IAR's Orangutan Rescue Centre takes in Wawa, bringing the total number of orangutans at the centre to 70.
On 19 September IAR’s rescue team left Ketapang and drove for 14 hours to Sanggau village, near Pontianak, West Kalimantan, accompanied by members of the BKSDA (Forestry Dept) to rescue a male orangutan called Wawa. His rescue brought the total number of orangutans at our centre in Ketapang to 70.
Pak Suryadi, an employee of the local forestry dept, was working in the area of Sanggau when he saw the frail looking orangutan, chained by the neck to a tree at the back of a house. He approached Pak Akim, Wawa’s owner and explained to him that it is illegal to keep orangutans and persuaded him to surrender Wawa. He discovered that Pak Akim had owned Wawa for five years after buying him from a friend in Ketapang. Pak Suryadi took Wawa to his home as there was nowhere at the office to keep him.
Wawa was with Pak Suryadi for one week. He was kept in a cage and fed on rice, vegetables, rendang (an Indonesian spicy meat dish) and coffee. Wawa is small for his age of between 5 and 6 years old. He has very little hair and bad skin. This is the result of malnourishment after being fed on rice and sweet drinks for so long.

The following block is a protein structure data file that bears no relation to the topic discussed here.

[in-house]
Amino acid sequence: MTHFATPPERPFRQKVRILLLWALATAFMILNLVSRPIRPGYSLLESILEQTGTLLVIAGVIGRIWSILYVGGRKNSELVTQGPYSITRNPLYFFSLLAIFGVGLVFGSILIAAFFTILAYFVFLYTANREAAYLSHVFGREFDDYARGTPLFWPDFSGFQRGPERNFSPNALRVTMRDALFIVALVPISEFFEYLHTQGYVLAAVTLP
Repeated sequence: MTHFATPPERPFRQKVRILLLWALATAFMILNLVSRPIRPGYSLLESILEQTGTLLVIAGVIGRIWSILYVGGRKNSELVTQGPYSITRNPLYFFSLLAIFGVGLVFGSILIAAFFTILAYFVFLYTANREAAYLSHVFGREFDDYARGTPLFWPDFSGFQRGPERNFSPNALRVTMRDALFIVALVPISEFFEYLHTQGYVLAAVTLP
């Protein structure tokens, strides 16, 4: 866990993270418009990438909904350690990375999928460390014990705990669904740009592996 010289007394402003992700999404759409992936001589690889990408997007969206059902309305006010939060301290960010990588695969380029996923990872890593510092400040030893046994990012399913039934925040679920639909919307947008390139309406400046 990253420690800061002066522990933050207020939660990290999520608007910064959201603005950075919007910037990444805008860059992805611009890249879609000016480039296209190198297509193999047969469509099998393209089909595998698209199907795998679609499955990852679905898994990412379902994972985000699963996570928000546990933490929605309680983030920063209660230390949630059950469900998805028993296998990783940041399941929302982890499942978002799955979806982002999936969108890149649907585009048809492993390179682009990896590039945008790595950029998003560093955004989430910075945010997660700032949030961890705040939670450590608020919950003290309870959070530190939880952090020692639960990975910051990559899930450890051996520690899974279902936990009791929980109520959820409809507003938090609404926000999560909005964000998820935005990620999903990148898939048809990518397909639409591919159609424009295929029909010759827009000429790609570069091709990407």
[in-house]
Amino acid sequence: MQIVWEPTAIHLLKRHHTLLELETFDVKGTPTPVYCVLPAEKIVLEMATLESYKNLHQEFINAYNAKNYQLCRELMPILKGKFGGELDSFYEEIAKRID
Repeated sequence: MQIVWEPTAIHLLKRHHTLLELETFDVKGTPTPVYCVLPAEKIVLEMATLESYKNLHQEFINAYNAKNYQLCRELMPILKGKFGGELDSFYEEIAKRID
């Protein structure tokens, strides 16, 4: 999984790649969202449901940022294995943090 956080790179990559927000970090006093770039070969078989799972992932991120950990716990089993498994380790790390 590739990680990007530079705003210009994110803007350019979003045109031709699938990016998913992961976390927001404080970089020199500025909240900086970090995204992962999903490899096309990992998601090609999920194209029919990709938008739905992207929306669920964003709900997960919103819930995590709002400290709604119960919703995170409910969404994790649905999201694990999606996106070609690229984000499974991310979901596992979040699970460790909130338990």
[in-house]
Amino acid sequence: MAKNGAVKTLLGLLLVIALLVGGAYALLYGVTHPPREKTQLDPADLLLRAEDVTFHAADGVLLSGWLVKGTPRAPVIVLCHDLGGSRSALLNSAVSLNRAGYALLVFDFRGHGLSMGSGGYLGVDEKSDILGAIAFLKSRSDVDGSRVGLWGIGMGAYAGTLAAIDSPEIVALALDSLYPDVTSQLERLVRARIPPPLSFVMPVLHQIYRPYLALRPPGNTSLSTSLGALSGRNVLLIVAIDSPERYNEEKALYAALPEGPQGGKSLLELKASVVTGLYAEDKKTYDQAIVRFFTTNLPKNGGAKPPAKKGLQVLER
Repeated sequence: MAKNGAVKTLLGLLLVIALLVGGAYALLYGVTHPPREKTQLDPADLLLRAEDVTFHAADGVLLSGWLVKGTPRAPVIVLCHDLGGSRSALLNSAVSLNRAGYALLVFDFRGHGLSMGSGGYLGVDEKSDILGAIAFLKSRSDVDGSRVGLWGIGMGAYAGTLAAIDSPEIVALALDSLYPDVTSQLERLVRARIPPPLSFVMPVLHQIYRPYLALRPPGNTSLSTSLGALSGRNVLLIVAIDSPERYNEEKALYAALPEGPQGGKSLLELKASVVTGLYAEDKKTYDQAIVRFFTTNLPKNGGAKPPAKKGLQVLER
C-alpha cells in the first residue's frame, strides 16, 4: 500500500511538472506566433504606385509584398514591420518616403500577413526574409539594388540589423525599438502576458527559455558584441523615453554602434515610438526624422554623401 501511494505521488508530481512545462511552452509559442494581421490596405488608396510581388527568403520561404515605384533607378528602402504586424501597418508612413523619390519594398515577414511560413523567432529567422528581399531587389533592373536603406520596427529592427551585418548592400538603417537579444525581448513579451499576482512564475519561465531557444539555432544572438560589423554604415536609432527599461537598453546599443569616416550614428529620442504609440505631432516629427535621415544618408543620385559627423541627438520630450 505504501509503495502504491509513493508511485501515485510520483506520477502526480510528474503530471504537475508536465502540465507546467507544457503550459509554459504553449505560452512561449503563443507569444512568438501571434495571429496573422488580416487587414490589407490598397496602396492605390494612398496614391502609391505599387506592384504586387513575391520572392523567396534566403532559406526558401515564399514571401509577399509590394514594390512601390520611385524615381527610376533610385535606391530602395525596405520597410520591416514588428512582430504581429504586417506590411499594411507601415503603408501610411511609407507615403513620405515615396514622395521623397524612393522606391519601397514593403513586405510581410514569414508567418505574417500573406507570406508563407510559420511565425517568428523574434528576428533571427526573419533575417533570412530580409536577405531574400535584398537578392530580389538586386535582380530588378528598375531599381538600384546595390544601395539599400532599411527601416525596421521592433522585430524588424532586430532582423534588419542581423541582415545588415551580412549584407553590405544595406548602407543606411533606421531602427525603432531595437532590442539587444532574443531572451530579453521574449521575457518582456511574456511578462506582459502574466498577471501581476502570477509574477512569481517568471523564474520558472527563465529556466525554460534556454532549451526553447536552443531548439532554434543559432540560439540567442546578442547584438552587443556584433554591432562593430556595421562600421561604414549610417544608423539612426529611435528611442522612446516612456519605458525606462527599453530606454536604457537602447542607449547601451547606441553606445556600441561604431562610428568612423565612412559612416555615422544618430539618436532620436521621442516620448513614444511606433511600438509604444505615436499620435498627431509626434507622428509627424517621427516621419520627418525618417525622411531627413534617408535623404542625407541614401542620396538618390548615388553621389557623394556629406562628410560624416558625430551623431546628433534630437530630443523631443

The rescue team and Wawa finally returned to Ketapang on 21 September after a long and treacherous journey involving bad road conditions and poor transport. Although Ketapang is originally where Wawa came from, his forest home has now disappeared and been replaced mainly by agriculture and palm oil plantations. Wawa has quite a sweet and calm temperament but will bite when in stressful situations. He is now in quarantine at IAR’s centre and has yet to undergo his health test.
Karmele Llano Sanchez said: “Wawa’s story is typical of so many of the orangutans in our care. They have spent years chained up or confined to a small cage with no ability to exercise or climb. They have existed on an entirely unsuitable diet and many, like Wawa, suffer the consequences with hair loss and serious skin conditions. At least now, with us, he has hope for the future and a return to life in the wild. However, with increasing numbers of orangutans in rescue centres across Indonesia, our greatest concern is whether sufficient rainforest will be preserved and protected to provide a natural home for them.”